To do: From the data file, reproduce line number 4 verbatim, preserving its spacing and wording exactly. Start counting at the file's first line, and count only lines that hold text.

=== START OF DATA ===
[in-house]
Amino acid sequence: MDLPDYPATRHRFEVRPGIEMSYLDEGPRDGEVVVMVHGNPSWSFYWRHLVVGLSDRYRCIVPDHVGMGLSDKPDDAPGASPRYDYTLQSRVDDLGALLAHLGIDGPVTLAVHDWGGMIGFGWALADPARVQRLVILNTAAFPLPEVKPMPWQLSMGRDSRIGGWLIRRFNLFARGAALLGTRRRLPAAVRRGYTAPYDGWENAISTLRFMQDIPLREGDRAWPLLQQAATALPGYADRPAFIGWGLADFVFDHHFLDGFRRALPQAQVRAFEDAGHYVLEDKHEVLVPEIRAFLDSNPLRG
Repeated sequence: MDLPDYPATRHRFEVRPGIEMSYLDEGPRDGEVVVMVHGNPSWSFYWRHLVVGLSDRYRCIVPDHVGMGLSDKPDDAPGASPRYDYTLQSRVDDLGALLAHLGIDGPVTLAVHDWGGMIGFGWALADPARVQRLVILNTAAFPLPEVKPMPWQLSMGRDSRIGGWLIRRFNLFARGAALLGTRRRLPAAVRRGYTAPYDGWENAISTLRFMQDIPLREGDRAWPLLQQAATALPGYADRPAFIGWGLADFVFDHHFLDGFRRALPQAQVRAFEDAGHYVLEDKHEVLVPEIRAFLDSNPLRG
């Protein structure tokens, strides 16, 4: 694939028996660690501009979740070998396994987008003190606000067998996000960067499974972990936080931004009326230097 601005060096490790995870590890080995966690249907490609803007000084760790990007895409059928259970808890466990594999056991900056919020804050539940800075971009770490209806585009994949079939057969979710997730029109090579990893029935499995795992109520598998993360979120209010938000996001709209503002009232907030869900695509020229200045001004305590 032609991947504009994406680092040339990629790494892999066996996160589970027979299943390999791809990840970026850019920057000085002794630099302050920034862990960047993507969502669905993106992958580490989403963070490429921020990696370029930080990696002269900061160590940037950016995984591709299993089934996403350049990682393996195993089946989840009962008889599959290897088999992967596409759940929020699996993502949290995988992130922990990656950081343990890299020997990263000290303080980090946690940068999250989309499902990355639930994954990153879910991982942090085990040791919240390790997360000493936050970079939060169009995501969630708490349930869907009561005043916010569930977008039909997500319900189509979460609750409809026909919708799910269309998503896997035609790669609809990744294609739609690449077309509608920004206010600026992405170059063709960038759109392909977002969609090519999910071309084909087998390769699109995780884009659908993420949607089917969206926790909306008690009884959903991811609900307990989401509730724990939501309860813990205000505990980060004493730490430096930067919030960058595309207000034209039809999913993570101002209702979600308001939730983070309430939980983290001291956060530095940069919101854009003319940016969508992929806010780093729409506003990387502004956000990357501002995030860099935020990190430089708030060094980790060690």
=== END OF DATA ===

């Protein structure tokens, strides 16, 4: 694939028996660690501009979740070998396994987008003190606000067998996000960067499974972990936080931004009326230097 601005060096490790995870590890080995966690249907490609803007000084760790990007895409059928259970808890466990594999056991900056919020804050539940800075971009770490209806585009994949079939057969979710997730029109090579990893029935499995795992109520598998993360979120209010938000996001709209503002009232907030869900695509020229200045001004305590 032609991947504009994406680092040339990629790494892999066996996160589970027979299943390999791809990840970026850019920057000085002794630099302050920034862990960047993507969502669905993106992958580490989403963070490429921020990696370029930080990696002269900061160590940037950016995984591709299993089934996403350049990682393996195993089946989840009962008889599959290897088999992967596409759940929020699996993502949290995988992130922990990656950081343990890299020997990263000290303080980090946690940068999250989309499902990355639930994954990153879910991982942090085990040791919240390790997360000493936050970079939060169009995501969630708490349930869907009561005043916010569930977008039909997500319900189509979460609750409809026909919708799910269309998503896997035609790669609809990744294609739609690449077309509608920004206010600026992405170059063709960038759109392909977002969609090519999910071309084909087998390769699109995780884009659908993420949607089917969206926790909306008690009884959903991811609900307990989401509730724990939501309860813990205000505990980060004493730490430096930067919030960058595309207000034209039809999913993570101002209702979600308001939730983070309430939980983290001291956060530095940069919101854009003319940016969508992929806010780093729409506003990387502004956000990357501002995030860099935020990190430089708030060094980790060690």